Lime Basil Scones

Related Post: Scones Primer

If you grow fresh basil or have some left after making pesto or any other savoury dish, use it in these scones. Lime and basil match up wonderfully here. 

Lime Basil Scones

Like all of my scone recipes, this one is an adaptation of these tasty orange cream scones recipe from A Latte Food. I’ve changed the citrus to lime and added fresh basil for a totally different flavour profile. It sounds odd, but it works. 
Prep Time30 minutes
Course: Snacks
Keyword: Baking, Basil, Lime, Scones
Servings: 8 scones


  • 2 cups all-purpose flour
  • 1/3 cup granulated sugar
  • 1 tbsp baking powder
  • 1/2 tsp salt
  • 1 1/2 tsp lime zest, about half a lime
  • 1/2 cup unsalted butter, cold and cut into small pieces
  • 1 large egg
  • 1/4 cup Greek yogurt, plain or vanilla
  • 1/4 cup 35% cream
  • 1/4 cup fresh basil, stems and large centre veins removed, then minced 
  • 1 1/2 tbsp lime juice
  • 1/2 tsp vanilla extract


  • 1/2 cup icing sugar
  • 2 tsp lime juice
  • 1 tsp milk
  • 1/4 tsp lime zest


  • Preheat the oven to 400F. Line a baking sheet with parchment paper. (See Notes, below.)
  • Add all the dry ingredients and lime zest to a large bowl and whisk together to incorporate.
  • Cut the butter into the dry ingredients until the butter is about pea-sized. The dough will have the texture of crumbs. (See Notes, below. Or see the Scones Primer for pictures.)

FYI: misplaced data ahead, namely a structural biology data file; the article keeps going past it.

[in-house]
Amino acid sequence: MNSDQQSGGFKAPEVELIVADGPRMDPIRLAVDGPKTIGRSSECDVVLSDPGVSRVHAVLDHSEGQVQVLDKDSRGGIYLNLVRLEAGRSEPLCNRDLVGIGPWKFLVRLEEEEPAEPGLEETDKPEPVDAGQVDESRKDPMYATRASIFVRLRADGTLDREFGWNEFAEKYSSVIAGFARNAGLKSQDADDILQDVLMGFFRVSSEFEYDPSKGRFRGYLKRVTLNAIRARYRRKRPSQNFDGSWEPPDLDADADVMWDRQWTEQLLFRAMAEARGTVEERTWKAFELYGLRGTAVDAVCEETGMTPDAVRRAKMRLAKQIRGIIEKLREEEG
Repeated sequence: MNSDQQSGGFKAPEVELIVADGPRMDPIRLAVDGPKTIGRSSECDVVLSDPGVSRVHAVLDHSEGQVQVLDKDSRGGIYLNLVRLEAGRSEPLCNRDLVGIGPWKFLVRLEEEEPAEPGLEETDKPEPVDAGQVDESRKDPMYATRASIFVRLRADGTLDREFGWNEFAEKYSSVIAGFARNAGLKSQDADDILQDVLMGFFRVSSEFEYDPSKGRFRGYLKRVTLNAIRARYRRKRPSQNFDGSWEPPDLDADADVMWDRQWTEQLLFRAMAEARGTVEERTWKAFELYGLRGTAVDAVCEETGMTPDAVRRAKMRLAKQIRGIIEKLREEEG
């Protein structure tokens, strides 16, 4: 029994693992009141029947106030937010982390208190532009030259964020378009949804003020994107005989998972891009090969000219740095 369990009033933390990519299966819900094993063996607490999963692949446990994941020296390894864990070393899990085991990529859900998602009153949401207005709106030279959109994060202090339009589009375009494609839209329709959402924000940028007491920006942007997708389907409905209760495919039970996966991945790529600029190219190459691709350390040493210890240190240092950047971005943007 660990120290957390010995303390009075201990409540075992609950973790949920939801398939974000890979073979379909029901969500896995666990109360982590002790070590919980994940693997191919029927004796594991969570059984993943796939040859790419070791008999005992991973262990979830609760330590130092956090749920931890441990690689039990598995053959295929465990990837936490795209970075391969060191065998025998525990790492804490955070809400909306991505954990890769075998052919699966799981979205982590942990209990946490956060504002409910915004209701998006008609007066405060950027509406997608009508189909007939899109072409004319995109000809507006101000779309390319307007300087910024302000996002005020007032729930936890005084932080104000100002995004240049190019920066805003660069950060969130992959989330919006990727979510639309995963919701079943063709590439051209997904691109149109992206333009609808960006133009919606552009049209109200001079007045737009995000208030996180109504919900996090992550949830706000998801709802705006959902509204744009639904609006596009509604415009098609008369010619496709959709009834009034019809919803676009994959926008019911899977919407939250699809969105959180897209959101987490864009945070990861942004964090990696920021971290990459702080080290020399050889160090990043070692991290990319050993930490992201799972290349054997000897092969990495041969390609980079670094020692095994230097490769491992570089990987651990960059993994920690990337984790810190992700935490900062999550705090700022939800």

• In a medium bowl, whisk together the egg, yogurt, cream, lime juice, basil, and extract. Add to dry ingredients and stir until dry ingredients are incorporated. 
  • Gently knead the dough into a ball in the bowl, then turn out and begin patting into a circle until it’s about 1 inch (2.5cm) thick. You may need to squeeze the outer edges a bit to incorporate crumbly bits into the dough. 
  • Cut the dough into 8 evenly sized wedges and place them on the prepared baking sheet. Brush lightly with 35% cream if desired. (This gives a nice sheen to the finished scones.)
  • Bake for 12-13 minutes, or until edges start to turn golden.
  • Let scones cool for about 5 minutes on the pan, then move them to a wire rack. Place the parchment from the baking pan under the wire rack to catch drips when you ice the scones. 
  • After the scones have cooled for about 10-15 minutes, make the icing by whisking together all of the icing ingredients. If the icing is too thin, add more icing sugar, a teaspoon at a time. (See Notes, below.) 
  • Drizzle or spread icing on cooled scones. 


  • Ovens can vary widely in temperature. For this recipe, I set my oven to 395F and bake for about 11 minutes. Watch your scones carefully the first time you make this recipe to ensure they don’t bake too long.
  • The cutting process can take a few minutes but you want to be able to see pieces of butter in the dough, so don’t go too long with this step. 
  • The thickness of the icing is a personal preference. You can drizzle thinner icings in a nice pattern across all the scones or spread thicker icings across the top. This icing is quite tart so go lighter with it, whether you drizzle or spread it.

Lime Basil Scones

Basil image by Mariia Sultanova | Dreamstime

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